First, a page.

Concerning the Principles of Morals By David Hume Summary and Analysis Section V: Part 1

Summary

It is generally recognized that no higher praise can be bestowed on an individual than to point out the many ways in which his activities have been useful in promoting the welfare of his fellow humans. Likewise, it may be said that nothing will indicate the disapprobation of people any more than the assertion that the person in question has never done anything which has been of significant use to the society in which he has lived. This commendation of usefulness and disapproval of the lack of it suggests that there must be some reason why people are in favor of the one and critical of the other. Various attempts have been made by ethical philosophers to account for this fact, and it is Hume's purpose in this section of the book to set the matter straight.

Usefulness in this respect as the source of virtue and goodness is so commonly recognized that we often speak of the beneficial qualities of herbs and animals as their particular virtues even though it is only a caprice of language that prompts us to speak of them in that way. Why is it then that writers in the field of ethics have been so reluctant to account for goodness in terms of usefulness? Hume suggests that at least a part of the reason may be the difficulty encountered in trying to enumerate all of the effects of usefulness. At any rate, the attempt has usually been made to account for virtues by referring to other principles. Perhaps another reason is the fact that usefulness is so often interpreted in terms of selfish interests, while altruism is generally regarded as a higher motive.

Skeptics have urged that all moral distinctions are the result of education which has been promoted by the politicians and the rulers of the state. These persons have produced the type of legislation that was favorable to their own selfish interests. They have professed an interest in the welfare of all the members of their society, but this has been merely a device to make the rules and regulations more acceptable to the people as a whole. By getting the people to believe that the new legislation is in their interests, the rulers have been more successful in serving their own selfish purposes.

Hume admits that some of the rules for governing the conduct of people have been brought about in this manner, but he is vigorously opposed to the idea that this description is adequate to account for all of them. That there is a strong element of selfishness in human nature is something that cannot be denied, but it is also true that human beings are so constituted that within certain limits they respond in a favorable way to that which promotes the welfare of others even though it brings no direct advantage to themselves. Actions may arise from selfish interests, but it is also possible that they may be the result of more generous motives. As much as we value our own happiness and welfare, we cannot help but admire the conduct of persons who are willing to set aside their own selfish interests in order to further the cause of justice and the welfare of humanity.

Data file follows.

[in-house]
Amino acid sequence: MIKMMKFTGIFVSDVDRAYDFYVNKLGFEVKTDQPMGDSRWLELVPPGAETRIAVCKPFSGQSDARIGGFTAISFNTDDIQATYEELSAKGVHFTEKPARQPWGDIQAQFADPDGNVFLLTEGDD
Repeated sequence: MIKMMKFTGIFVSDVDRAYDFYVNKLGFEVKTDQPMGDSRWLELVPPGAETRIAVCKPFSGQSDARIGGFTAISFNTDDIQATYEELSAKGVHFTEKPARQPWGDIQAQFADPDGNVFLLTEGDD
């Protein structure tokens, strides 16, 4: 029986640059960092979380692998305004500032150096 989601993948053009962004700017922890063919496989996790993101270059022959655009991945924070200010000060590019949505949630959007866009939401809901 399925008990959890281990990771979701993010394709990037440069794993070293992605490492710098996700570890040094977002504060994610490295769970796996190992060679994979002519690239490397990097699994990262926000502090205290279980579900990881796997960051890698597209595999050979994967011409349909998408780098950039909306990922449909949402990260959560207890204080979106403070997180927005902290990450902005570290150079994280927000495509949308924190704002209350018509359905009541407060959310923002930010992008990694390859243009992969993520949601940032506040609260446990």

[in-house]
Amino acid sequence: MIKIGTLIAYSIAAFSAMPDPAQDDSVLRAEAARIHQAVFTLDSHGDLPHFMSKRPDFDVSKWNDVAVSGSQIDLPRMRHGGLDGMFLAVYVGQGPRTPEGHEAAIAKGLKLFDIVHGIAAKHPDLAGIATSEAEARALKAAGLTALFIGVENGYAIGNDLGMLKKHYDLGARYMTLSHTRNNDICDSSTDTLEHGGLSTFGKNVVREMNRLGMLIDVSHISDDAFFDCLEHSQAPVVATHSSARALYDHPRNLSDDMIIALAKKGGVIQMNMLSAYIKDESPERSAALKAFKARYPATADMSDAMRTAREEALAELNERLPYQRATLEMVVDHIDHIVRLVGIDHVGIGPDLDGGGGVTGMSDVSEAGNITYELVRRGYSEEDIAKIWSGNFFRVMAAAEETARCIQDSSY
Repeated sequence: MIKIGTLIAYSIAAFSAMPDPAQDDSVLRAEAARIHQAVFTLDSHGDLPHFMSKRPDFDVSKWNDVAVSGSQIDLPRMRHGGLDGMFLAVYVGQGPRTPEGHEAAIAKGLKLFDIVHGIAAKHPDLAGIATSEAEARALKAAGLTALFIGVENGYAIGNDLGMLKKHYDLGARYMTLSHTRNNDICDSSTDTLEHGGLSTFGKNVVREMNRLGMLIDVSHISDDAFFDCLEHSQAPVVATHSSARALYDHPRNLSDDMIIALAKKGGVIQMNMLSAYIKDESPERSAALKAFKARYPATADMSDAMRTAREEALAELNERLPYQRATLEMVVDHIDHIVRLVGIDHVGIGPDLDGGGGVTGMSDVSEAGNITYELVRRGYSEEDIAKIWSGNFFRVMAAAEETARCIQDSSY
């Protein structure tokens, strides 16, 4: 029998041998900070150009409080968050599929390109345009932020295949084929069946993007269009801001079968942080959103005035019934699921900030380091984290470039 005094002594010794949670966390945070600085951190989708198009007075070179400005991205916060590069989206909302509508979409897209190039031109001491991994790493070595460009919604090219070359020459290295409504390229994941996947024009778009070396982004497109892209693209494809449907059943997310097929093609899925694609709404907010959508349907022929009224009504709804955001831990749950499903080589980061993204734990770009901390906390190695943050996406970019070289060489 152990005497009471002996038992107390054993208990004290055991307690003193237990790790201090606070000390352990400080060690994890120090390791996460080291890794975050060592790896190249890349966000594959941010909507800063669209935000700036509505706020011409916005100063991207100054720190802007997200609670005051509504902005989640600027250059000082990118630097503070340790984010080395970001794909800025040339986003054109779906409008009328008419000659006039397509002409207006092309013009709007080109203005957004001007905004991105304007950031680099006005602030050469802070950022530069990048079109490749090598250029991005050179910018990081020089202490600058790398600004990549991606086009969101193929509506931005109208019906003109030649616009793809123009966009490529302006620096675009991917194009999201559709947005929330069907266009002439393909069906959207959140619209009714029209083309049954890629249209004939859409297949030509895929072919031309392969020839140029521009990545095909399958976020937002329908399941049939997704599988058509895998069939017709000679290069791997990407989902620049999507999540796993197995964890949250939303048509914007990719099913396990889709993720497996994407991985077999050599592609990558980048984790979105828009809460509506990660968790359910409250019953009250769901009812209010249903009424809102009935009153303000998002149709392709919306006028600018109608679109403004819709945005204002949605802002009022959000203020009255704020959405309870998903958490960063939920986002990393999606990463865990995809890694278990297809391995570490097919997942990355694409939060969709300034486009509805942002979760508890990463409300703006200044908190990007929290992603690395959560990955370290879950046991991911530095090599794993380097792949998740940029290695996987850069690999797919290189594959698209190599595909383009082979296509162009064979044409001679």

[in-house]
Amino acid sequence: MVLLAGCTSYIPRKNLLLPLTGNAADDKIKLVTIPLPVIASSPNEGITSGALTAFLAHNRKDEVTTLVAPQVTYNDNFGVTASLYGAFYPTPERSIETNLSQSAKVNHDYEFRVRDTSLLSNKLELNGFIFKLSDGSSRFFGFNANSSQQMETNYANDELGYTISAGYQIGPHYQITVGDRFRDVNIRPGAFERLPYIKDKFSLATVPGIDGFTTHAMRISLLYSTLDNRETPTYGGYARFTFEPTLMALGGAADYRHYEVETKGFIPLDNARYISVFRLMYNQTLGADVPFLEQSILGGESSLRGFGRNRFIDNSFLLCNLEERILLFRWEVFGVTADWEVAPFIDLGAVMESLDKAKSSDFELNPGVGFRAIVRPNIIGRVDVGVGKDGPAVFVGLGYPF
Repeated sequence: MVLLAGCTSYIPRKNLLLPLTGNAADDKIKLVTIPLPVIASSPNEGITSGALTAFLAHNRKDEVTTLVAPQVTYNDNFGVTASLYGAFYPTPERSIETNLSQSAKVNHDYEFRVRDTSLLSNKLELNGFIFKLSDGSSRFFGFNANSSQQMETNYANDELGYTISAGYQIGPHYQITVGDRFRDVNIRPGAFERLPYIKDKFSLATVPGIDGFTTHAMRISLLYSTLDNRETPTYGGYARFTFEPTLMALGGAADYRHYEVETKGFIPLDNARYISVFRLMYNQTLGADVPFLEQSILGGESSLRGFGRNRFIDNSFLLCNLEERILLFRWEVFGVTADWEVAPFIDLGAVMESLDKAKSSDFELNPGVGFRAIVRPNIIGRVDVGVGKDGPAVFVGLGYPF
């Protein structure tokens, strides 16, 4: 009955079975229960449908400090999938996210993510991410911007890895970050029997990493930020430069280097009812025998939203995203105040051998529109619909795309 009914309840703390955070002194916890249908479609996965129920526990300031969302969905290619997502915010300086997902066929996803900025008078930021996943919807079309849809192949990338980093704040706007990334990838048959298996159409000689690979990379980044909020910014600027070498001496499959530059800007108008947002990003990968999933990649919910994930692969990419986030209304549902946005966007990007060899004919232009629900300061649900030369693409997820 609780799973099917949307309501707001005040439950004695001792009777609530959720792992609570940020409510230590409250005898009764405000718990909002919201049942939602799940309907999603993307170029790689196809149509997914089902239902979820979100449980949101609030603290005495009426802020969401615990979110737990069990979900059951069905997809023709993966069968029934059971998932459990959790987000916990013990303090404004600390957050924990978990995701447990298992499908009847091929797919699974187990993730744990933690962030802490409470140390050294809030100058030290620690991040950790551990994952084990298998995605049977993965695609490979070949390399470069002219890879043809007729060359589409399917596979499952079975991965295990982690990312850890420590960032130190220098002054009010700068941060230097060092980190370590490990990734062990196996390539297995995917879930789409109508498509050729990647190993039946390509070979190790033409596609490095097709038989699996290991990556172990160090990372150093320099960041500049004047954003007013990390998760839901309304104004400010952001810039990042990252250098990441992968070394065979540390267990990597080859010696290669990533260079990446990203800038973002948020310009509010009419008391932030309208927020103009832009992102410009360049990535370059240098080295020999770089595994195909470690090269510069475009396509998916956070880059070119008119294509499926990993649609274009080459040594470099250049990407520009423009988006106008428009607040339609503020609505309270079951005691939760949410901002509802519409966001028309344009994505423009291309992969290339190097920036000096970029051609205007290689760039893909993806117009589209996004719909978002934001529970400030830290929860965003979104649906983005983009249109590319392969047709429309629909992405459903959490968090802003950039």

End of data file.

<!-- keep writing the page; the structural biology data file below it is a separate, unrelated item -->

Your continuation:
Some writers in the field of ethics have maintained that the actions which are usually called altruistic are in reality only disguised forms of self-interest. They support this claim by calling attention to the fact that man is a social being who is dependent on the members of society for those conditions which are essential to his own individual welfare. When the society to which he belongs suffers, he, as a member of that society, shares in the misfortune which has come to the group as a whole. In the same way, he profits as an individual from anything which promotes the welfare of the other members of his society.

Thus it appears that all concern for such social virtues as justice and benevolence arises from the selfish interests of the individuals concerned. Again, Hume admits that while this explanation may account for some of the so-called altruistic actions which people perform, it is not sufficient to account for all of them. He gives several reasons in support of this conclusion.

One of these reasons is the fact that we normally approve and even bestow high praise on virtuous actions of the past. We do this in spite of the fact that there is no way in which these past actions can be of any possible use to us in the future. Further than this, we even approve and applaud actions which may be contrary to our own interests. For example, in times of war and other forms of international conflict, we admire the heroic actions of our enemies when they risk their own lives and fortunes to save their fellow men. Our admiration for them still persists even though their actions have been of advantage to our enemies rather than to ourselves.

Some people will say that we admire these past actions and noble endeavors on the part of our enemies because we imagine ourselves being in such a plight that behavior of this kind would be a distinct advantage to us. Hume rejects this explanation for the reason that "it is not conceivable how a real sentiment can arise from an imaginary interest." One who stands close to the edge of a precipice may experience a fear which is largely imaginary, but the more he understands the precautions that have been taken for his safety the less will be his fear. Quite the reverse is true in the field of morals, where the more he thinks about the situation the more clearly he distinguishes between vices and virtues.

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